42             primitive,builtin types such as the IEEE-double-float type
    43             (denoted:DOUBLE-FLOAT), in much the same way as certain
    44             symbols(CONS, FIXNUM,etc.) define primitive CL
    45             types.</para>
    46           </listitem>
     41            <para>Some foreign types are builtin: keywords denote
     42            primitive,builtin types such as the IEEE-double-float type
     43            (denoted:DOUBLE-FLOAT), in much the same way as certain
     44            symbols(CONS, FIXNUM,etc.) define primitive CL
     45            types.</para>
     46          </listitem>
    4747          <listitem>
    48             <para>Constructors such as :SIGNED and :UNSIGNED can be
    49             used to denotesigned and unsigned integer subtypes
    50             (analogous to the CL typespecifiers SIGNED-BYTE and
    51             UNSIGNED-BYTE.) :SIGNED is shorthand for(:SIGNED 32) and
    52             :UNSIGNED is shorthand for (:UNSIGNED 32).</para>
    53           </listitem>
     48            <para>Constructors such as :SIGNED and :UNSIGNED can be
     49            used to denotesigned and unsigned integer subtypes
     50            (analogous to the CL typespecifiers SIGNED-BYTE and
     51            UNSIGNED-BYTE.) :SIGNED is shorthand for(:SIGNED 32) and
     52            :UNSIGNED is shorthand for (:UNSIGNED 32).</para>
     53          </listitem>
    5454          <listitem>
    55             <para>Aliases for other (perhaps more complicated) types
    56             can bedefined via CCL:DEF-FOREIGN-TYPE (sort of like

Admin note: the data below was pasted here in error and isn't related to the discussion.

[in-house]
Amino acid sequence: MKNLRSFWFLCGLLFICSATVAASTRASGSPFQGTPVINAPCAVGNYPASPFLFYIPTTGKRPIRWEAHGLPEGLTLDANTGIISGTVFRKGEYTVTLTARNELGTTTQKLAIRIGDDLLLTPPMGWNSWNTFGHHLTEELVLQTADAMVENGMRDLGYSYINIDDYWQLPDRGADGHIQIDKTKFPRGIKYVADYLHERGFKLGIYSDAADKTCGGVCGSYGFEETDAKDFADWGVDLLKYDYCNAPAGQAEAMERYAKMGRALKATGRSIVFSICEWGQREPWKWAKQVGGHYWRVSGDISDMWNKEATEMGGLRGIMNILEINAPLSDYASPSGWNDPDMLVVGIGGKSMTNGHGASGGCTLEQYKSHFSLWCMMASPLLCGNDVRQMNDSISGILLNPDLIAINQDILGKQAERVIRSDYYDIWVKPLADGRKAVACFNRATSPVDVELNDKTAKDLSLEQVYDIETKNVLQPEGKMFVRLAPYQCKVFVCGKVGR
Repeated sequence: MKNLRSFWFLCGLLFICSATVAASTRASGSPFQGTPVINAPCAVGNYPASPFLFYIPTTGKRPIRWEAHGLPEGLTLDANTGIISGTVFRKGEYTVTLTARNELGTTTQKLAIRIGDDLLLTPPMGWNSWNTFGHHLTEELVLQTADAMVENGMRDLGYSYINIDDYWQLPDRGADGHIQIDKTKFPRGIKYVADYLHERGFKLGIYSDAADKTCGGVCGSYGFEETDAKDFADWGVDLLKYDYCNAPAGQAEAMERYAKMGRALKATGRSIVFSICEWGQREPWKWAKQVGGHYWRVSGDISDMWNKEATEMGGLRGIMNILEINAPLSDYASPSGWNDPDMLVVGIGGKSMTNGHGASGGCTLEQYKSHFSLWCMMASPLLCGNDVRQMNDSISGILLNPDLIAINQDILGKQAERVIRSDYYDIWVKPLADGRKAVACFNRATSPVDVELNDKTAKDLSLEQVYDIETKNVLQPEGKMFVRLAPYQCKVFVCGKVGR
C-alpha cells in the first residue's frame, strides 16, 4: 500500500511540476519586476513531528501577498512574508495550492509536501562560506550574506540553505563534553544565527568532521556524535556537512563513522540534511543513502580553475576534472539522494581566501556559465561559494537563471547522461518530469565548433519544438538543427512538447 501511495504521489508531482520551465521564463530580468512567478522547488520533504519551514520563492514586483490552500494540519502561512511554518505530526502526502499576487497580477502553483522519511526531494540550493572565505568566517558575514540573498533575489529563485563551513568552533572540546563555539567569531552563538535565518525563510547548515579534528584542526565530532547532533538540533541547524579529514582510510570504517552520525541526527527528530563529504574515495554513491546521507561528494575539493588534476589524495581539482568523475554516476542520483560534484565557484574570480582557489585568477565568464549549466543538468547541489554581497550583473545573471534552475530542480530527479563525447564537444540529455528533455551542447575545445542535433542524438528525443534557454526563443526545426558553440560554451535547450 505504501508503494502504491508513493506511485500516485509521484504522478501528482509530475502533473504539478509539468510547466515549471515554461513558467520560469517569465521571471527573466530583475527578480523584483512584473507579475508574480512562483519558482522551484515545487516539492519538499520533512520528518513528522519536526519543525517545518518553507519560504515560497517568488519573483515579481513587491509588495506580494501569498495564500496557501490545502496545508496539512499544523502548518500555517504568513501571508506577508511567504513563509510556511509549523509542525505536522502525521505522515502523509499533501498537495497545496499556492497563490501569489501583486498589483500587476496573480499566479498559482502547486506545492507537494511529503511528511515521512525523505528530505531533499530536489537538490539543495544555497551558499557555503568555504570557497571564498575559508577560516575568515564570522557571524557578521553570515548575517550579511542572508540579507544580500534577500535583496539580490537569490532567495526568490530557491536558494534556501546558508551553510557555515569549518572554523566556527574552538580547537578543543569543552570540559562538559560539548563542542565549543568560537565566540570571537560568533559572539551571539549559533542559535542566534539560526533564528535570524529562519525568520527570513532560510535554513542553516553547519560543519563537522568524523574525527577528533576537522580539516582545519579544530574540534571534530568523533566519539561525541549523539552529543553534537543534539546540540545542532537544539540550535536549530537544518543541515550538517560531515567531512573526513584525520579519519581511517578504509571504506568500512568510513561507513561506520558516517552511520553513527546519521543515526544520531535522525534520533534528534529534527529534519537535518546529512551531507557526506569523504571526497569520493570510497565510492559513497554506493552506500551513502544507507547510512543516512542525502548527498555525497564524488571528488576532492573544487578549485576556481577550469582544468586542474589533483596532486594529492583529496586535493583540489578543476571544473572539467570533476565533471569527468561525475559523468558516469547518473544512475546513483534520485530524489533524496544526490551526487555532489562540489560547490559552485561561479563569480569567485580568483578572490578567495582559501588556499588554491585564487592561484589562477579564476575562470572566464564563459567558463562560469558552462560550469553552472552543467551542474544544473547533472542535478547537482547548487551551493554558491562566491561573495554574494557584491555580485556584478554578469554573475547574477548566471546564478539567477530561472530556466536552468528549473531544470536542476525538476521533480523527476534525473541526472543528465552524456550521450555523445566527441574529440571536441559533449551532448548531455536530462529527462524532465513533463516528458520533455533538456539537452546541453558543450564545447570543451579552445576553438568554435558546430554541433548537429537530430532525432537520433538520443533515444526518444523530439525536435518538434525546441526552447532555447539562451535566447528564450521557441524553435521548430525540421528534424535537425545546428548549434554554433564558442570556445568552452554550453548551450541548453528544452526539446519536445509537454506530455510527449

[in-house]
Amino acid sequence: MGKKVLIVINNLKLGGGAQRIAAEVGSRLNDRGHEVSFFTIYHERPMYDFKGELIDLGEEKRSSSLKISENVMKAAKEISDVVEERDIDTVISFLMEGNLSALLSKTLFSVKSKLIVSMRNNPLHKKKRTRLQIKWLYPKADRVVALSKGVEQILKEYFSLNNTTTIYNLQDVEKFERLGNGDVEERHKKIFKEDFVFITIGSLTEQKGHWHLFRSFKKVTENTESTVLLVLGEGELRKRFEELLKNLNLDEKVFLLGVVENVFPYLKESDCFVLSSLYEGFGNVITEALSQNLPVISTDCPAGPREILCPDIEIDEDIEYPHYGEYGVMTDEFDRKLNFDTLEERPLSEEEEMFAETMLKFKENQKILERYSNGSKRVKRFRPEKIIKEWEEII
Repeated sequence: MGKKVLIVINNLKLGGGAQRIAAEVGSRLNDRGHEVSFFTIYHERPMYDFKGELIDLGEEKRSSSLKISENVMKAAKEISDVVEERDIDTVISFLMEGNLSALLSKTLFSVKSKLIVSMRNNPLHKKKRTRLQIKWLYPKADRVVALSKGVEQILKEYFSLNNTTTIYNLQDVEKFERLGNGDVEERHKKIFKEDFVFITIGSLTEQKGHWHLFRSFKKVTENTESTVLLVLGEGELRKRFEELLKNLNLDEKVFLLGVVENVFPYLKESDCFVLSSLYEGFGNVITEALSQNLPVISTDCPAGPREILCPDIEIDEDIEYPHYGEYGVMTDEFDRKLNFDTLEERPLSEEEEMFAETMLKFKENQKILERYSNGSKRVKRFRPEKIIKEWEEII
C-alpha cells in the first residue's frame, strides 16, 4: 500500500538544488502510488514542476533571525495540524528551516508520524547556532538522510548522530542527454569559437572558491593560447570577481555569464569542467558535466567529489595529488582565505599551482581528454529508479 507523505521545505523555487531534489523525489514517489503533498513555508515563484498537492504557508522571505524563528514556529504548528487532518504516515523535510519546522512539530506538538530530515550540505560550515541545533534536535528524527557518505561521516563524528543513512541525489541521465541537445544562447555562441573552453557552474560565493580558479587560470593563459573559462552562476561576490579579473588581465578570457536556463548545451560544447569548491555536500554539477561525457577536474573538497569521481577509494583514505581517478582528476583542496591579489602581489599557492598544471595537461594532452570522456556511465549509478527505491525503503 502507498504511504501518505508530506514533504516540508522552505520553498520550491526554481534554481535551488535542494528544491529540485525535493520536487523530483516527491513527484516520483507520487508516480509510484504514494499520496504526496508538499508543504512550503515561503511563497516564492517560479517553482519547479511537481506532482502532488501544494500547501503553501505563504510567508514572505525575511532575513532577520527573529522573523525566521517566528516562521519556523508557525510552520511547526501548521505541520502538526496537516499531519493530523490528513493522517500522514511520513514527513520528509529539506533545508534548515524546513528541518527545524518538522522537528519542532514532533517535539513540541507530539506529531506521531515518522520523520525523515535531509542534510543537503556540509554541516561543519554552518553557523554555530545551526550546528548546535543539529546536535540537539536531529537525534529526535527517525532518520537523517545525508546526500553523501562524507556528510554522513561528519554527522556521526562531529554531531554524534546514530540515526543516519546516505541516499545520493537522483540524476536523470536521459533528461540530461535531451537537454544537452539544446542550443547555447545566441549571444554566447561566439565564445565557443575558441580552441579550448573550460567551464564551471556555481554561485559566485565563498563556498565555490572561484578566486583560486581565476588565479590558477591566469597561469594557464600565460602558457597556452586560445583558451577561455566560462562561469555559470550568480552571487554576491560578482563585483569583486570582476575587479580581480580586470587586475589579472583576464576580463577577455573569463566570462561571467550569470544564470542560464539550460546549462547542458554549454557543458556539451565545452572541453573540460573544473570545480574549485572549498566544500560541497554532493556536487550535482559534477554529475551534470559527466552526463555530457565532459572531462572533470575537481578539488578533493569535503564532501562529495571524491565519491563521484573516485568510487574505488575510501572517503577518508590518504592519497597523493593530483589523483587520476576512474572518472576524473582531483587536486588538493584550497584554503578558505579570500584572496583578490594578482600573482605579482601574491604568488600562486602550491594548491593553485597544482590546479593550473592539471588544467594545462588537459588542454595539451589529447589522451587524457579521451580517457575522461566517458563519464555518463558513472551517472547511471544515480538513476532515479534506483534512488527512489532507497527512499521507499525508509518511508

57             CL:DEFTYPE or the Ctypedef facility). The type :CHAR is
    58             defined as an alias for (:SIGNED8) on some platforms, as
    59             (:UNSIGNED 8) on others.</para>
     55            <para>Aliases for other (perhaps more complicated) types
     56            can bedefined via CCL:DEF-FOREIGN-TYPE (sort of like
     57            CL:DEFTYPE or the Ctypedef facility). The type :CHAR is
     58            defined as an alias for (:SIGNED8) on some platforms, as
     59            (:UNSIGNED 8) on others.</para>
    6060          </listitem>
    6161          <listitem>
     
    13501350        <para>As one might assume, the database files in each of these
    13511351        subdirectories contain foreign type, constant, and function
    1352         definitions - as well as ObjC class and method info -that
     1352        definitions - as well as Objective-C class and method info -that
    13531353        correspond (roughly) to the information contained in the
    13541354        header files associated with a "-dev" package in a Linux
     
    17761776</programlisting>
    17771777      </sect2>
     1778    </sect1>
     1779
     1780    <sect1 id="Reading-Foreign-Names">
     1781      <title>Reading Foreign Names</title> <para>Clozure Common Lisp
     1782      provides several reader macros to make it more convenient to
     1783      handle foreign type, function, variable, and constant
     1784      names. Each of these reader macros reads symbols preserving the